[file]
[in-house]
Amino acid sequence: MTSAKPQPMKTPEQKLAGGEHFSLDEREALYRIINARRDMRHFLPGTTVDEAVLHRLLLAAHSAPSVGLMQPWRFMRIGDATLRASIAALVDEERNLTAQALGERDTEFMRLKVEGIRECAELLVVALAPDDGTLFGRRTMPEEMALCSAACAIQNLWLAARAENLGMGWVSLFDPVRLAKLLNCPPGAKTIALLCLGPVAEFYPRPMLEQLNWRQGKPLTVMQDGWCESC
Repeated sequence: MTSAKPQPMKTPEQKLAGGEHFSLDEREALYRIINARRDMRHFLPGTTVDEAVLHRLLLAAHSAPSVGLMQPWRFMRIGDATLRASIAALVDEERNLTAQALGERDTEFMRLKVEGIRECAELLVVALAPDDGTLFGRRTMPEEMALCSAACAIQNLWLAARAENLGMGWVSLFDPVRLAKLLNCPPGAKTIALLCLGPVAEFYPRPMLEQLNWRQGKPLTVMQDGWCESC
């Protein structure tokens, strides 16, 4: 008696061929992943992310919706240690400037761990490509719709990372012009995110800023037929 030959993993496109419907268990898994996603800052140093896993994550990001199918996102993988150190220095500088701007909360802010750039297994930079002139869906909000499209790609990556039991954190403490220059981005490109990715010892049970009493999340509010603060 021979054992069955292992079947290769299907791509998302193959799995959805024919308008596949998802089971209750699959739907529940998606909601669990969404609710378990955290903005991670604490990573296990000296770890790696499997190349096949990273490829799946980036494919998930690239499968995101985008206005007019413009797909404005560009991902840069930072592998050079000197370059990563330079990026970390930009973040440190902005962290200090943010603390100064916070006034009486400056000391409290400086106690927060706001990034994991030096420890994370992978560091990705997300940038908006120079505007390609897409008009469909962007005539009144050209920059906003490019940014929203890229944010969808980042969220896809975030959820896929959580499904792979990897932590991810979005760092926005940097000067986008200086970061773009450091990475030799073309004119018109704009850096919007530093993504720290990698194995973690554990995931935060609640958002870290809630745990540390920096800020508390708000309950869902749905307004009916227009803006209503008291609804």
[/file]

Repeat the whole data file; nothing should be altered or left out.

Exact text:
[in-house]
Amino acid sequence: MTSAKPQPMKTPEQKLAGGEHFSLDEREALYRIINARRDMRHFLPGTTVDEAVLHRLLLAAHSAPSVGLMQPWRFMRIGDATLRASIAALVDEERNLTAQALGERDTEFMRLKVEGIRECAELLVVALAPDDGTLFGRRTMPEEMALCSAACAIQNLWLAARAENLGMGWVSLFDPVRLAKLLNCPPGAKTIALLCLGPVAEFYPRPMLEQLNWRQGKPLTVMQDGWCESC
Repeated sequence: MTSAKPQPMKTPEQKLAGGEHFSLDEREALYRIINARRDMRHFLPGTTVDEAVLHRLLLAAHSAPSVGLMQPWRFMRIGDATLRASIAALVDEERNLTAQALGERDTEFMRLKVEGIRECAELLVVALAPDDGTLFGRRTMPEEMALCSAACAIQNLWLAARAENLGMGWVSLFDPVRLAKLLNCPPGAKTIALLCLGPVAEFYPRPMLEQLNWRQGKPLTVMQDGWCESC
């Protein structure tokens, strides 16, 4: 008696061929992943992310919706240690400037761990490509719709990372012009995110800023037929 030959993993496109419907268990898994996603800052140093896993994550990001199918996102993988150190220095500088701007909360802010750039297994930079002139869906909000499209790609990556039991954190403490220059981005490109990715010892049970009493999340509010603060 021979054992069955292992079947290769299907791509998302193959799995959805024919308008596949998802089971209750699959739907529940998606909601669990969404609710378990955290903005991670604490990573296990000296770890790696499997190349096949990273490829799946980036494919998930690239499968995101985008206005007019413009797909404005560009991902840069930072592998050079000197370059990563330079990026970390930009973040440190902005962290200090943010603390100064916070006034009486400056000391409290400086106690927060706001990034994991030096420890994370992978560091990705997300940038908006120079505007390609897409008009469909962007005539009144050209920059906003490019940014929203890229944010969808980042969220896809975030959820896929959580499904792979990897932590991810979005760092926005940097000067986008200086970061773009450091990475030799073309004119018109704009850096919007530093993504720290990698194995973690554990995931935060609640958002870290809630745990540390920096800020508390708000309950869902749905307004009916227009803006209503008291609804």